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Mine Detection Dogs (MDD)

Mine Detection Dogs (MDD)

Mine Detection Dogs are an effective aid to humanitarian mine clearance. Around14 to 21 days is required to allow the dogs to become acclimatised to local weather conditions, vegetation, soil conditions and the surrounding environment. Mine Detection Dogs can very effectively confirm the presence of mines in an area. When searching for mines and other explosives, the hazardous area is searched by a minimum of two Mine Detection Dogs.  If neither dog indicates the presence of mines or explosives, this area can be considered as cleared.

All Mine Detection Dogs must undergo in-country training prior to accreditation, evaluation and operational deployment. Regular training, internal and external evaluation must also be carried out ensure the dog is performing up to the highest standard.  Mine Detection Dogs are worked during the optimum time of day depending on the local climate – thus in very hot countries, the dogs and handlers will start work at first light.
Dogs have limited capacity to working in hot climates and can seldom be worked when the temperature exceeds 40°C.

Mine Detection Dog Training

Handlers train dog’s daily, on actual targets, take their dogs for a 3 km run three times a week and walk their dogs for 45 minutes twice a day.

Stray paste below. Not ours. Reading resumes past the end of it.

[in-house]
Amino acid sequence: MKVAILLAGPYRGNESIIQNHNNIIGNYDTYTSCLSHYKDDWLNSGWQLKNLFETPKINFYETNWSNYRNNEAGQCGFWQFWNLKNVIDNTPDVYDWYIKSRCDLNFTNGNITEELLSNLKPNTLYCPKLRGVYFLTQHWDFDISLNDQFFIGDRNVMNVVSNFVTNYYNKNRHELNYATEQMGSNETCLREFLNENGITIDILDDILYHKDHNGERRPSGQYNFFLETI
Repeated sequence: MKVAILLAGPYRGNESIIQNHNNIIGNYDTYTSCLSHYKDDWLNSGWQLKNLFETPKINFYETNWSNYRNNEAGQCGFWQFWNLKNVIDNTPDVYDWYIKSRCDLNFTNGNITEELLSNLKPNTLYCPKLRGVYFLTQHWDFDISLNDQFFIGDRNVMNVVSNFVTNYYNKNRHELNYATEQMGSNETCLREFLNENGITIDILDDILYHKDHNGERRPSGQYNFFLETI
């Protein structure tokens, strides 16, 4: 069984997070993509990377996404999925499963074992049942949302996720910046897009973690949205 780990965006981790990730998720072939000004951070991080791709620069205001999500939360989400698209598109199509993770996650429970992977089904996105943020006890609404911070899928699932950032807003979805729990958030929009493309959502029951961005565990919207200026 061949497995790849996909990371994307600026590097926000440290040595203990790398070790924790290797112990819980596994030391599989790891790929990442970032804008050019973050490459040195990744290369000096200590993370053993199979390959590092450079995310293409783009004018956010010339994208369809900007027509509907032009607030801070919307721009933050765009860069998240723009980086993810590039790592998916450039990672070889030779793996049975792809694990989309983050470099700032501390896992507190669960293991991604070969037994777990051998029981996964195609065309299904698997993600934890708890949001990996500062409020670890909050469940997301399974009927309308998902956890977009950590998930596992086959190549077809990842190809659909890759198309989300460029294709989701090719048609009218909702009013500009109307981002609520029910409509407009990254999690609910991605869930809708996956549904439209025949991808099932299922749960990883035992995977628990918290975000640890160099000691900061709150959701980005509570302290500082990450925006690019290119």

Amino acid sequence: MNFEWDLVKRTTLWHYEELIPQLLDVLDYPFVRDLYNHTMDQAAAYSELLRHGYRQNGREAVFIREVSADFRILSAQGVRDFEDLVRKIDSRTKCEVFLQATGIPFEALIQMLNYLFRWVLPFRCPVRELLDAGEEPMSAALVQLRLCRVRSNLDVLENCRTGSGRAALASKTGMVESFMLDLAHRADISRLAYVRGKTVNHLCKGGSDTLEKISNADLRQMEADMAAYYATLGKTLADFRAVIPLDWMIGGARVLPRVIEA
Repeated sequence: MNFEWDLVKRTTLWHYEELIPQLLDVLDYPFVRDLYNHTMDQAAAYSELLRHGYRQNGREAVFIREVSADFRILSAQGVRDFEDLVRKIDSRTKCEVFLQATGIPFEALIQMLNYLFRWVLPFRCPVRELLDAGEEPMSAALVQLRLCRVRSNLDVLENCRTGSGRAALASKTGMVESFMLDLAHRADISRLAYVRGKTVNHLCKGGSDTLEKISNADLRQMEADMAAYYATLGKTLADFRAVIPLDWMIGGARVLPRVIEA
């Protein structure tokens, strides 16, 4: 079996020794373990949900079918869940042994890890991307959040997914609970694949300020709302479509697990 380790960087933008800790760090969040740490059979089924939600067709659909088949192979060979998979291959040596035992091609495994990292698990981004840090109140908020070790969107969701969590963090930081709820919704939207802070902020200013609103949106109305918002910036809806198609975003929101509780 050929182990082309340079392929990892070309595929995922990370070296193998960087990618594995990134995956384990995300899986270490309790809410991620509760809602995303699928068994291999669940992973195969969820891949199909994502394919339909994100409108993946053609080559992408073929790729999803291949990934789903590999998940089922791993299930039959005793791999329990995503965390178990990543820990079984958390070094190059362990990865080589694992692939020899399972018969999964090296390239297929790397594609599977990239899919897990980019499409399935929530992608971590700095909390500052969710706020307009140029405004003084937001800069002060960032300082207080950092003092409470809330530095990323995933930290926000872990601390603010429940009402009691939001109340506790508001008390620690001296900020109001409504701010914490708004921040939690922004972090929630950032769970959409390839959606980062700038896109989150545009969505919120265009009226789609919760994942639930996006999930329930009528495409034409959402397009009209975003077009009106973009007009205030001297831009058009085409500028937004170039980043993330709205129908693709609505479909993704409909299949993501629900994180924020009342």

Tasks that can be carried out by Mine Detection Dogs

  • Verification, survey or area reduction, of suspected mined areas
  • Clearance of low density mined areas in support of manual clearance teams
  • Clearance of suspected mined railroads
  • Clearance of suspected mined roads
  • Clearance in areas where handheld mine detectors are unable to operate such as where there is high metal contamination
  • Clearance of safe lanes if there is a lack of manual de-miners available to perform this function
  • Quality Control on any other clearance task suitable for MDD operations – such as follow-up after Manual or Mechanical Clearance
  • Clearance of an evacuation lane from the nearest safe place to a casualty in case of a mine accident. Normally only selected dogs and handlers carry out this activity after specific training.

Procedure for the Gridded or Box System

A common way to clear an area with a MDD is to divide the area into square boxes, separated by 1m cleared lanes, and let the dogs clear these one by one. This clearance principle is commonly called the boxing system. A gridded 10m x 10m box pattern is cut by manually clearing 1m clearance lanes. The dimensions of the box are based on the standard length of known tripwire devices.  However, it must be noted that Mine Dogs should never be deployed in a trip wire area.

Mine Detection Dogs must not work for more than 60 minutes at a time without at 10 minute break. If the temperature is rising and starts to affect the MDD, breaks every 25 to 30 minutes are essential.

MMD trainer

MDD Panel Method

The panel search method is used by free running MDDs in Low Threat Hazardous Areas which cover a 6m x 250m length panel which is then moved forward 4m to start a new panel.

The other panel method uses 10m x 10m search boxes.  The Handler marks the edges of the 10m box on left and right, then walks on the outer safe area to mark the North corner. The first MDD completes the search of the 10m x 10m box in a North to South
Direction. The second MDD searches from West to East.  When both dogs have completed the search, the handler walks to the 9m mark of the box in the North which gives a 1m overlap and places markers along the 9m boundary from West to East to demarcate the next 10m x 10m box, creating a panel effect lengthways.